How Can We Love God if we Barely Know Him?

Many of us are familiar with the popular online dating services, if only because they advertise so often. You fill our a detailed questionnaire about your interests, characteristics, etc. The service then matches you with potential dating prospects based on their prediction of your compatibility. You review their profiles and then, if you wish, reach out and try to set up a date and see how things go from there.

This makes sense. After all, nobody would ever say that they love somebody that they don’t even know. And nobody would say that they love somebody just because they’ve seen the results of a compatibility survey. To know them is necessary, but it’s not enough. It’s obvious that to truly love someone, you have to know them as they really are, which means that you have to encounter them in person, talk to them, and try to understand what’s in their heart, mind and soul.

This is the train of thought that I had when I read the very depressing results of a new study by the Pew Research Center on Religion and Public Life. The purpose of the study was to assess how much Americans know about religions — their own and others. They asked over 11,000 Americans a set of 32 questions. Some of the questions are quite easy, while others are more difficult. I took a sample survey and got 15 out of 15, but that makes sense because I’m kind of a professional Catholic and I’ve always been interested in world religions. Most people did far worse — the average American adult was able to answer fewer than half of the questions correctly.

The general lack of knowledge among Americans is troubling enough, but what the survey revealed about Catholics is truly shocking and dismaying. Catholics on average correctly answered fewer questions than Americans overall, and than Mainline and Evangelical Protestants, Jews, Atheists and Agnostics. We did marginally better than Mormons. The specifics are pretty bad:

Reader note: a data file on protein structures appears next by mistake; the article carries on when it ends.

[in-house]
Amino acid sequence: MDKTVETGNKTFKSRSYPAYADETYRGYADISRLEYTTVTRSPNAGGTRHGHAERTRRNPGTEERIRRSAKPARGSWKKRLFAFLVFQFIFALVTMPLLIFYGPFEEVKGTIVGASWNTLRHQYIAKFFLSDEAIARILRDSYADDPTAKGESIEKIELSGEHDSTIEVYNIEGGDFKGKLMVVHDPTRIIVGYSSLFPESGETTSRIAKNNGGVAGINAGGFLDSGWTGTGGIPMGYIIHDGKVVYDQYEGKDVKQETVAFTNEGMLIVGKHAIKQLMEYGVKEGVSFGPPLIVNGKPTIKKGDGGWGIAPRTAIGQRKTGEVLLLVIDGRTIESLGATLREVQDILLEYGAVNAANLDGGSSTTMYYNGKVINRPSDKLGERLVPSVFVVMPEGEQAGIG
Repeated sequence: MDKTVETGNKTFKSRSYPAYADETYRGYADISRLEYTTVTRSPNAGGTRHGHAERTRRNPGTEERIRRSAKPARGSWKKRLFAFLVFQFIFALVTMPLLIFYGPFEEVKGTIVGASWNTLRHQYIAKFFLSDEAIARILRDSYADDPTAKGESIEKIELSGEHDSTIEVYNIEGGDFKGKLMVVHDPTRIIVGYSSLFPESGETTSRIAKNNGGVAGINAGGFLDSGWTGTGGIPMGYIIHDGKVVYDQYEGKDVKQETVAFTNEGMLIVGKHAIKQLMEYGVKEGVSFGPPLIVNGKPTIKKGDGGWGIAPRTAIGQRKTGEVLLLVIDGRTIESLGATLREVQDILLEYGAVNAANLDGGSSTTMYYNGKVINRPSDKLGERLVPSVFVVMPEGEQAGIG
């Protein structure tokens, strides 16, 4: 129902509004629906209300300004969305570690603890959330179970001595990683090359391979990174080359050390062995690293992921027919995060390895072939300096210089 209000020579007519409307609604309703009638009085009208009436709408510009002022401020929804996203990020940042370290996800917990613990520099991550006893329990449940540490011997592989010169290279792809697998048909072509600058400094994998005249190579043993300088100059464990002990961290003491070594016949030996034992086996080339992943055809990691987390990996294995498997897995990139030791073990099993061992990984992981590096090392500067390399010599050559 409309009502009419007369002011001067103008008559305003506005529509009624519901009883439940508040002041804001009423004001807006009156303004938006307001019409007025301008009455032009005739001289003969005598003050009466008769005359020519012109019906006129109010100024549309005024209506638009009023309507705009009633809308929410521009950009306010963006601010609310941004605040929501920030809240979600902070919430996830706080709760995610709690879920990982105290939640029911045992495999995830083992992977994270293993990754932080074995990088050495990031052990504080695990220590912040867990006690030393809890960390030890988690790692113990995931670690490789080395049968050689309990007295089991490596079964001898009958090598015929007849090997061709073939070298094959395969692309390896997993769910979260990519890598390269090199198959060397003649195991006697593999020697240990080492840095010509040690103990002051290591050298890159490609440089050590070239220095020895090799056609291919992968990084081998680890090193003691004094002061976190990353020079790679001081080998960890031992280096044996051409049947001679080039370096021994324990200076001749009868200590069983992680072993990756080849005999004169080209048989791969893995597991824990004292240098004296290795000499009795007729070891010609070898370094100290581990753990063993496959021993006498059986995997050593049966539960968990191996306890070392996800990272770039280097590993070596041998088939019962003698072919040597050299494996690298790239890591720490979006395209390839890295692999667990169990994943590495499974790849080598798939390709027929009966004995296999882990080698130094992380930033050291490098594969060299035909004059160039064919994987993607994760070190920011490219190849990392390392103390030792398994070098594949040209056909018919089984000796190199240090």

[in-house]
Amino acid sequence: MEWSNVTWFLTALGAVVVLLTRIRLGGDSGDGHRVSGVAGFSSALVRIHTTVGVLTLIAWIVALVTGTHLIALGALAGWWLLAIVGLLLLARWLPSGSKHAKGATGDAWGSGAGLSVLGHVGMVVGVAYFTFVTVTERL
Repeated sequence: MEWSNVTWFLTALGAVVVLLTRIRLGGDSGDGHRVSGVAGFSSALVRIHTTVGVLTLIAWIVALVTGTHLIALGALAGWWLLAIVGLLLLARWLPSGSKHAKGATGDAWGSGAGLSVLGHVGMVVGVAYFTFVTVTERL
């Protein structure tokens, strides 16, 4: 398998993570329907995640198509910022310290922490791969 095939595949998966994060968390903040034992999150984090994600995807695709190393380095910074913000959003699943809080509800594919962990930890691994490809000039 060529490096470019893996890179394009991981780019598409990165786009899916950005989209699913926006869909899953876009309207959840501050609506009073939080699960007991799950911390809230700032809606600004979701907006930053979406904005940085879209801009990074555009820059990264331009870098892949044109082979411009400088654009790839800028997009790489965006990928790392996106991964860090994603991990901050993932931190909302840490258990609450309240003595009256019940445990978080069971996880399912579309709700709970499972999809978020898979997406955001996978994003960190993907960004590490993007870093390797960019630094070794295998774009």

• 56% knew that Jesus grew up in Nazareth.
  • 55% knew that Jesus delivered the Sermon on the Mount.
  • 61% knew that the Golden Rule is not actually one of the Ten Commandments.

Ouch. I have to say, in fairness, that there were some bright spots. 79% of Catholics knew that Easter commemorates the resurrection of Christ. 85% knew that the Trinity means that there is one God in three persons. 71% knew that Purgatory was the place where souls are purified before entering heaven. And the longer a person attends religious education, or if they attended Catholic school, they got more correct answers. 100% would have been better, but it’s still pretty good.

But the really depressing findings have to do with what Catholics know and believe about the Eucharist. Only 50% of Catholics knew that the Church teaches that at Mass, the bread and wine become the actual Body and Blood of Christ. That’s horrifying enough, but when I looked at the data underlying the poll, I found something even worse. They asked only Catholics the following question:

Regardless of the official teaching of the Catholic Church, what do you personally believe about the bread and wine used for Communion?